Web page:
The developer has made millions simply by speculating on an affordable block. Beyond that, they are now insisting on even more profits instead of working with the City to restore one of Vancouver’s three historic theaters, and to build desperately needed social housing. When the City makes every reasonable attempt to purchase a property to meet the ‘public interest’, but the owner won’t sell at a fair price, the City’s next legal step is expropriation. Under the provincial Expropriation Act, the City has the authority to expropriate properties to meet its policy goals in the public interest.



The above picture depicts City Engineers tossing the complete belongings of two homeless residents of the Downtown Eastside – shopping carts inclusive – into a garbage truck for destruction.

This event occurred Saturday, June 25th at 10:30pm, on East Hastings near Main Street. The Vancouver Police had called on the City Engineering Department to carry out these micro-house-demolitions.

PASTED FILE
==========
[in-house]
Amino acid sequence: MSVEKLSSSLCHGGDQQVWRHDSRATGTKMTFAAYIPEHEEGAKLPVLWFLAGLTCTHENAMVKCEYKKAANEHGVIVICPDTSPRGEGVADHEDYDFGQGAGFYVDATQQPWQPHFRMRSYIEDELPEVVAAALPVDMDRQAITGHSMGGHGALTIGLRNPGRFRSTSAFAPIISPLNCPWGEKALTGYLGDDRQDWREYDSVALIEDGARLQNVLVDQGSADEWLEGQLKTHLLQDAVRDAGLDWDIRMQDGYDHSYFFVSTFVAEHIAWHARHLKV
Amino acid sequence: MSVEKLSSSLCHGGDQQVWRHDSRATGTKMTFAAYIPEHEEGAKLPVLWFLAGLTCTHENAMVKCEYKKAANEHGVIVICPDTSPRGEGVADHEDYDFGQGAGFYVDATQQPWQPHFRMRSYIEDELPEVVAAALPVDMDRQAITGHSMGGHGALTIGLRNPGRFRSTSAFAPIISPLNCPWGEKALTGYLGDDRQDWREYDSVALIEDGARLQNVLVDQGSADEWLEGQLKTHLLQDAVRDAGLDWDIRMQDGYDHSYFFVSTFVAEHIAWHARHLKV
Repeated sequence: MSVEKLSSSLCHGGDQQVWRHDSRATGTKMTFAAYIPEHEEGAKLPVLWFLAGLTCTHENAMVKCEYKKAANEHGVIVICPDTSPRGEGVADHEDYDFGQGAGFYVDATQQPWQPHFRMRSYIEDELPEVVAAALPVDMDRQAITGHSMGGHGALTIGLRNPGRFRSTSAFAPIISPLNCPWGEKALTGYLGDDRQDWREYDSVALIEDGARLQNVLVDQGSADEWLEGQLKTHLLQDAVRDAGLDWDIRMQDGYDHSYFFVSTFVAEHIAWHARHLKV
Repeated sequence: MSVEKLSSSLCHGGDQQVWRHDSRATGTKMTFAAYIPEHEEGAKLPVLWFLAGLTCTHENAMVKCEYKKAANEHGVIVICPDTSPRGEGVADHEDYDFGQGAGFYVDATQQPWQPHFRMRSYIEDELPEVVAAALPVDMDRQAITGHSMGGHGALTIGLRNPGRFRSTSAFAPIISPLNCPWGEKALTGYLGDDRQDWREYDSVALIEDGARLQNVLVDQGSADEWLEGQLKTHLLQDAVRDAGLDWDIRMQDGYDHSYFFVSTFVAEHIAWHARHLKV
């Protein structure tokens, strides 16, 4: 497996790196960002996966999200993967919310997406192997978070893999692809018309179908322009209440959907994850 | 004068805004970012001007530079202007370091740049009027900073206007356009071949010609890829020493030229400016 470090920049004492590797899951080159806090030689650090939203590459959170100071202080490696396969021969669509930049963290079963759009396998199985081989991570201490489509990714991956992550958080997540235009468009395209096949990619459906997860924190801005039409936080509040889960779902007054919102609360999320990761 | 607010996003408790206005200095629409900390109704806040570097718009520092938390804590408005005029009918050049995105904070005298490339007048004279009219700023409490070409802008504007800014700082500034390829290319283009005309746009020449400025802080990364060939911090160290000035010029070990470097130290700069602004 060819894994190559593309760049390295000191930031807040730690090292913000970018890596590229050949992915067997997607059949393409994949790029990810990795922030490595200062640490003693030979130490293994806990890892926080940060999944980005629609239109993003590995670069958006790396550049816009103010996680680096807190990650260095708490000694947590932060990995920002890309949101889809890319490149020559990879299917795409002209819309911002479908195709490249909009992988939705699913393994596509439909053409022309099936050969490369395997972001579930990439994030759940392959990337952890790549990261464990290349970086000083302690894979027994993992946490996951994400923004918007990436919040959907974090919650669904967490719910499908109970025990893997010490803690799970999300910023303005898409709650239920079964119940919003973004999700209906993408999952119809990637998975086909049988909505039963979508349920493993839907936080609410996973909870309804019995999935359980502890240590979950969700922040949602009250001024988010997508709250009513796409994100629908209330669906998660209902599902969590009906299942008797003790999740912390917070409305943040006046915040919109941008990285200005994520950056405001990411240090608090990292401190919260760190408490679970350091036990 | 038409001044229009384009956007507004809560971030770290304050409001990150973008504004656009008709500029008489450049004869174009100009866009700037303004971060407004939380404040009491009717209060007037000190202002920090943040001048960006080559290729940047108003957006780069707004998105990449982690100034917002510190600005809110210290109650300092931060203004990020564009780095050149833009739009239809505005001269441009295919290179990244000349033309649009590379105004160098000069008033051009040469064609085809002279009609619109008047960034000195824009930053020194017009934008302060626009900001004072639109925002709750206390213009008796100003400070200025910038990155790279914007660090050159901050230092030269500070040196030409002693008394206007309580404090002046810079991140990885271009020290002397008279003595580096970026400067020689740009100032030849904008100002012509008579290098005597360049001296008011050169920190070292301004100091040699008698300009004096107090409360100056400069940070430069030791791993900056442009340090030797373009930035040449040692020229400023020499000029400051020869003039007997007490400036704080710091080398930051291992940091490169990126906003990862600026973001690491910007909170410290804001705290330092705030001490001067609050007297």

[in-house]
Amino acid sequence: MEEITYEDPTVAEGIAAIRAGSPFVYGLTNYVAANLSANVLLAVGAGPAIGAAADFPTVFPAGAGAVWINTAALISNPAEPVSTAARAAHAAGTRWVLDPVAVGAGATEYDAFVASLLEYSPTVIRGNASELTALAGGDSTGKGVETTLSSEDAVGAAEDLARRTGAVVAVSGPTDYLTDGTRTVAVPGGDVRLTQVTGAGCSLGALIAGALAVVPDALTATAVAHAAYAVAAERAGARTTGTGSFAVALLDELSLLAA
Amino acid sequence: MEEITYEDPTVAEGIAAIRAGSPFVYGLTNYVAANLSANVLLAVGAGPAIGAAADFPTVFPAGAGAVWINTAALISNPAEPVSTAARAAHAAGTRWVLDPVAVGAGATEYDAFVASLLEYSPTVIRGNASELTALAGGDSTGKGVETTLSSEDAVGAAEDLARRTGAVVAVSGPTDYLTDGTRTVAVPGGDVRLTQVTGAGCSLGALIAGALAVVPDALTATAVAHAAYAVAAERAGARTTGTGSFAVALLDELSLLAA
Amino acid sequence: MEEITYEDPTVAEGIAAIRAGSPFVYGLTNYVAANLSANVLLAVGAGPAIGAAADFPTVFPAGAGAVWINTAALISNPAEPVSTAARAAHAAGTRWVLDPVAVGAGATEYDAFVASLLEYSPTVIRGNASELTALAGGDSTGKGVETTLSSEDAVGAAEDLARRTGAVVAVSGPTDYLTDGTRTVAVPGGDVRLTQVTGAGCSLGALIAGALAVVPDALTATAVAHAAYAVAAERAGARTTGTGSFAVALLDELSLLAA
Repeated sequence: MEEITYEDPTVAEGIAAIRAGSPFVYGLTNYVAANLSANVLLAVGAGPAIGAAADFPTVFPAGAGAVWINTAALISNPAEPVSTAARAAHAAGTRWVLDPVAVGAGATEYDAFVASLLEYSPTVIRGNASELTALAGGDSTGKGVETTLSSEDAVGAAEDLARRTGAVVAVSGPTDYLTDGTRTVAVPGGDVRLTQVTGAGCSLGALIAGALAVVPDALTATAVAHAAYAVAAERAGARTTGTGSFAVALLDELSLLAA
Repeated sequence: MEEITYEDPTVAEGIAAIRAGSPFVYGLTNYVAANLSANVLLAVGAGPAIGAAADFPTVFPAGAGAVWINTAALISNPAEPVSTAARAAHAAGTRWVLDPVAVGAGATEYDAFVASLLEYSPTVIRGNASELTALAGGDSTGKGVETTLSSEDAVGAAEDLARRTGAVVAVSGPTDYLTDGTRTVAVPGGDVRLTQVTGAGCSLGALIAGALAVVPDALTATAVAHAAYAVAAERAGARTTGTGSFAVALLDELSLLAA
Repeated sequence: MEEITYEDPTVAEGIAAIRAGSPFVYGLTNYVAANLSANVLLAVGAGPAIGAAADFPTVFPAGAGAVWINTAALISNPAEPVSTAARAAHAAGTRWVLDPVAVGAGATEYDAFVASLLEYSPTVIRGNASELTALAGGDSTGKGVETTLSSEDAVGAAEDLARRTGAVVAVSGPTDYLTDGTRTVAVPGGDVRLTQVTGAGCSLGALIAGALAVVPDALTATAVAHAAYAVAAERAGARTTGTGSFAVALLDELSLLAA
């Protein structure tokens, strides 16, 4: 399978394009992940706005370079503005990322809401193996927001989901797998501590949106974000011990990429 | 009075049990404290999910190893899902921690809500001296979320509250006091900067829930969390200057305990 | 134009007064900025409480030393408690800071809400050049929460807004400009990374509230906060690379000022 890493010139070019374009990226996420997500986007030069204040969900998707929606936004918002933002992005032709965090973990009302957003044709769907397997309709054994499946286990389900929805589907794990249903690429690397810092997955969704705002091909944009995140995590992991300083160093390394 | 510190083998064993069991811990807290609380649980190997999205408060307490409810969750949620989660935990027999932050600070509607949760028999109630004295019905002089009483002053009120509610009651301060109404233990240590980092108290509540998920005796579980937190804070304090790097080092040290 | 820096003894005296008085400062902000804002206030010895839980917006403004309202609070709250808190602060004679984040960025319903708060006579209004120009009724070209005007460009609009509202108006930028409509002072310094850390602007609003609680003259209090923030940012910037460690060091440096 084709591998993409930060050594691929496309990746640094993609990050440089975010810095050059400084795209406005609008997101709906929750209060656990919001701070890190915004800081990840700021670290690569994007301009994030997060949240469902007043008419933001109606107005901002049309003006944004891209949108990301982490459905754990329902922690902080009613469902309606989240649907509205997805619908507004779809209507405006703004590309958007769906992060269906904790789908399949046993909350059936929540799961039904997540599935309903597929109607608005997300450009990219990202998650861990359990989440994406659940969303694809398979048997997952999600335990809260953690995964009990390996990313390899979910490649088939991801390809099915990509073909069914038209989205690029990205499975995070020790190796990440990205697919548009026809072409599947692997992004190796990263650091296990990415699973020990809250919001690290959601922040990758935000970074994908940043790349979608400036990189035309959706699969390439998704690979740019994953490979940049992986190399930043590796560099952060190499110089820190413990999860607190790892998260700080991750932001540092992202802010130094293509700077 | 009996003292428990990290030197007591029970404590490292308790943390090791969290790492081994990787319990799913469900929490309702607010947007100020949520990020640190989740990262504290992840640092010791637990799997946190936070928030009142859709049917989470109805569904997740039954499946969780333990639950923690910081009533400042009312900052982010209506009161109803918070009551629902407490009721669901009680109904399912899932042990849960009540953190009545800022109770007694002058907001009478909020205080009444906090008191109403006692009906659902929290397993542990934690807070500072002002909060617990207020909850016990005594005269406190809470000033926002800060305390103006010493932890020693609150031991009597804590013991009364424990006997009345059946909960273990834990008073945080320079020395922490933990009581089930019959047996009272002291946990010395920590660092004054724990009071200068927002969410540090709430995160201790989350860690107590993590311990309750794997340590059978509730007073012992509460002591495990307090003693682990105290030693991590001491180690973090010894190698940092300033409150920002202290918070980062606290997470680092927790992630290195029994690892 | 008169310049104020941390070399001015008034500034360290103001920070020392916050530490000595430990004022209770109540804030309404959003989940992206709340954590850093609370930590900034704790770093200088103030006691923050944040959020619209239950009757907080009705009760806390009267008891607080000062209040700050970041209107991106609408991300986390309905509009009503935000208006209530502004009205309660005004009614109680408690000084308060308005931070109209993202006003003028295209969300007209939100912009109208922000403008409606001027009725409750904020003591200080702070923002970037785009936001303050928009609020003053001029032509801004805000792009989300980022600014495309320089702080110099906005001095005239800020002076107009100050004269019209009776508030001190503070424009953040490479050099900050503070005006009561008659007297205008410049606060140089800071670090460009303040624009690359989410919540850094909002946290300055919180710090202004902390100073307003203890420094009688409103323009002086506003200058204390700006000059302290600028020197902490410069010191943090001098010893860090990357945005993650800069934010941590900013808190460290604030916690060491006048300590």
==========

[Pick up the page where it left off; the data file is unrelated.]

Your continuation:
In a seemingly similar incident in Feb 2009, the VPD and City Engineers destroyed a homeless man’s belongings. Legal advocate David Eby was passing by and videotaped the incident, which can be found here. Eby notes that these are likely not isolated events.



Tomorrow, June 30th, Vancouver City Council will decide whether to seek legal injunctions to force repairs of the Palace and Wonder single-room occupancy (SRO) hotels in Vancouver’s Downtown Eastside.

The living conditions in these buildings are intolerable. The City report mentions that the Wonder Rooms is in an utter state of disrepair on account of being neglected by its owner. The City found Wonder Rooms to be in violation of 141 Standards of Maintenance Bylaws and 24 Building Bylaws including, for example: “The entire basement and first floor are littered with rat feces and smell very strongly of rat urine.”

Unfortunately, these conditions are representative of many residential tenements in the Downtown Eastside, where landlords increase profits by avoiding maintenance costs. Despite the poor state of repair, owners get away with charging unusually high rents because there is nowhere else in the city for low-income tenants, who are often subject to housing discrimination.